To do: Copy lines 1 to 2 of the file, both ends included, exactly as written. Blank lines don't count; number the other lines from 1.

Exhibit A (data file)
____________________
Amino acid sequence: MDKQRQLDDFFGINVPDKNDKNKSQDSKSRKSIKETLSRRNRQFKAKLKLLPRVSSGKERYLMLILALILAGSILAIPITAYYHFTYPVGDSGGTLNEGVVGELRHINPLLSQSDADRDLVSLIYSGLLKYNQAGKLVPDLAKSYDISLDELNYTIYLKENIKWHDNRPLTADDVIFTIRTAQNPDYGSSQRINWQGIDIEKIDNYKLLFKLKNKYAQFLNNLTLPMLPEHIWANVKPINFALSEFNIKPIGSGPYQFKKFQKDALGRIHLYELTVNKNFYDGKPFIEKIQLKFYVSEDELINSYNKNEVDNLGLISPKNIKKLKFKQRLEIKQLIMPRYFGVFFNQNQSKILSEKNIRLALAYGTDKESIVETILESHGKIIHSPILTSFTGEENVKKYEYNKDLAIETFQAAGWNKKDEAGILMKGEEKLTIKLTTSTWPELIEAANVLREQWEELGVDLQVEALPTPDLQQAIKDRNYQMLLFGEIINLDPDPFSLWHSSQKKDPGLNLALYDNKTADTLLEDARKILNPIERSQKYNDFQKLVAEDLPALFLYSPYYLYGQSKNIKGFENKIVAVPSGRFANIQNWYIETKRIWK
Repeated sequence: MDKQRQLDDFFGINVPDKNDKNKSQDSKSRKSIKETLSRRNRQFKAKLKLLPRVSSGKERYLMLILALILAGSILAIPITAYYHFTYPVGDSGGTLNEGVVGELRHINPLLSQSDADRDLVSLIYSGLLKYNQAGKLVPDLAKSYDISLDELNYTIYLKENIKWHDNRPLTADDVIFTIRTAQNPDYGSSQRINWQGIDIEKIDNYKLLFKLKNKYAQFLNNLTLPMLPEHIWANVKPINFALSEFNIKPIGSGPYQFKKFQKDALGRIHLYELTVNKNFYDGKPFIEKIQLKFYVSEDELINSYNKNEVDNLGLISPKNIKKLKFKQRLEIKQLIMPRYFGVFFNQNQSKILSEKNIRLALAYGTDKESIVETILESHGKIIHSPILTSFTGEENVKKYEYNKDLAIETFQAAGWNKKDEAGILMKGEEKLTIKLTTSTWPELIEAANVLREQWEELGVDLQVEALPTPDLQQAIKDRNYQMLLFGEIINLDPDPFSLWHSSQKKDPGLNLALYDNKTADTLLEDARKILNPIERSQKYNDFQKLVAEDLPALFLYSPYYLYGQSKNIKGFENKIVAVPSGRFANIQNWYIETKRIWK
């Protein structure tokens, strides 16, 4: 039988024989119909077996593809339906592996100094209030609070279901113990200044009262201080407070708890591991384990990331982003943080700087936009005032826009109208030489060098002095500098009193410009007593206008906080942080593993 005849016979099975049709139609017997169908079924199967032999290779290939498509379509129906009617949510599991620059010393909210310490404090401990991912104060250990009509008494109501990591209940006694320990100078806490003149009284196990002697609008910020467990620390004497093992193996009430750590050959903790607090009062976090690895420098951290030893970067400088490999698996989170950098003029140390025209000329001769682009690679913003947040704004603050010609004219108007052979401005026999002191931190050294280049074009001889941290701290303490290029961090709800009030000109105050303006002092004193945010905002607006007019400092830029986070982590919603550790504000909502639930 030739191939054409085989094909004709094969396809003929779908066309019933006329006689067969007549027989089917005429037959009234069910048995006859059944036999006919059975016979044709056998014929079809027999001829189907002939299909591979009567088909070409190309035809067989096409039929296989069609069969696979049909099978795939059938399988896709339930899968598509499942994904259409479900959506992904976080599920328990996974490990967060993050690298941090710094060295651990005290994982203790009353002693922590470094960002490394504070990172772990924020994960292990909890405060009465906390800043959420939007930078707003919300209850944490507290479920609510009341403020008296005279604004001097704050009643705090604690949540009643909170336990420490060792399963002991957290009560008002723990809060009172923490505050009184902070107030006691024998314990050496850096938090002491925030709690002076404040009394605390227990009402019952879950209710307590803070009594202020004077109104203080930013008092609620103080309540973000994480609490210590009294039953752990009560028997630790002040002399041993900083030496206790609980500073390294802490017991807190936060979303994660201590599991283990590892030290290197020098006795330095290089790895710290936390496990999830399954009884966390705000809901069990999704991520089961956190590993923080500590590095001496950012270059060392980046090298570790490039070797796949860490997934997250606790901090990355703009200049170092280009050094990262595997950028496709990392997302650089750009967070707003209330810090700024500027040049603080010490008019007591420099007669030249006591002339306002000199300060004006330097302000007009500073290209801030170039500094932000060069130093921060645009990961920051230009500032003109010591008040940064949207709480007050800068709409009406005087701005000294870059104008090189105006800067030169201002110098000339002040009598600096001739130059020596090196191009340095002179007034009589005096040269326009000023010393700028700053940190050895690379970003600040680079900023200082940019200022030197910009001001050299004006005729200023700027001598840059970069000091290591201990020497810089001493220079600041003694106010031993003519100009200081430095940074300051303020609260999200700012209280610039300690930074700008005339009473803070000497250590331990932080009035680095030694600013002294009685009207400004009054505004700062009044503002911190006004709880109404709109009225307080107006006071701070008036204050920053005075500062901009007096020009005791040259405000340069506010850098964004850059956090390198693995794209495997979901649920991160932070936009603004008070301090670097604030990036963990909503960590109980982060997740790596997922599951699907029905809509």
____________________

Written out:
Amino acid sequence: MDKQRQLDDFFGINVPDKNDKNKSQDSKSRKSIKETLSRRNRQFKAKLKLLPRVSSGKERYLMLILALILAGSILAIPITAYYHFTYPVGDSGGTLNEGVVGELRHINPLLSQSDADRDLVSLIYSGLLKYNQAGKLVPDLAKSYDISLDELNYTIYLKENIKWHDNRPLTADDVIFTIRTAQNPDYGSSQRINWQGIDIEKIDNYKLLFKLKNKYAQFLNNLTLPMLPEHIWANVKPINFALSEFNIKPIGSGPYQFKKFQKDALGRIHLYELTVNKNFYDGKPFIEKIQLKFYVSEDELINSYNKNEVDNLGLISPKNIKKLKFKQRLEIKQLIMPRYFGVFFNQNQSKILSEKNIRLALAYGTDKESIVETILESHGKIIHSPILTSFTGEENVKKYEYNKDLAIETFQAAGWNKKDEAGILMKGEEKLTIKLTTSTWPELIEAANVLREQWEELGVDLQVEALPTPDLQQAIKDRNYQMLLFGEIINLDPDPFSLWHSSQKKDPGLNLALYDNKTADTLLEDARKILNPIERSQKYNDFQKLVAEDLPALFLYSPYYLYGQSKNIKGFENKIVAVPSGRFANIQNWYIETKRIWK
Repeated sequence: MDKQRQLDDFFGINVPDKNDKNKSQDSKSRKSIKETLSRRNRQFKAKLKLLPRVSSGKERYLMLILALILAGSILAIPITAYYHFTYPVGDSGGTLNEGVVGELRHINPLLSQSDADRDLVSLIYSGLLKYNQAGKLVPDLAKSYDISLDELNYTIYLKENIKWHDNRPLTADDVIFTIRTAQNPDYGSSQRINWQGIDIEKIDNYKLLFKLKNKYAQFLNNLTLPMLPEHIWANVKPINFALSEFNIKPIGSGPYQFKKFQKDALGRIHLYELTVNKNFYDGKPFIEKIQLKFYVSEDELINSYNKNEVDNLGLISPKNIKKLKFKQRLEIKQLIMPRYFGVFFNQNQSKILSEKNIRLALAYGTDKESIVETILESHGKIIHSPILTSFTGEENVKKYEYNKDLAIETFQAAGWNKKDEAGILMKGEEKLTIKLTTSTWPELIEAANVLREQWEELGVDLQVEALPTPDLQQAIKDRNYQMLLFGEIINLDPDPFSLWHSSQKKDPGLNLALYDNKTADTLLEDARKILNPIERSQKYNDFQKLVAEDLPALFLYSPYYLYGQSKNIKGFENKIVAVPSGRFANIQNWYIETKRIWK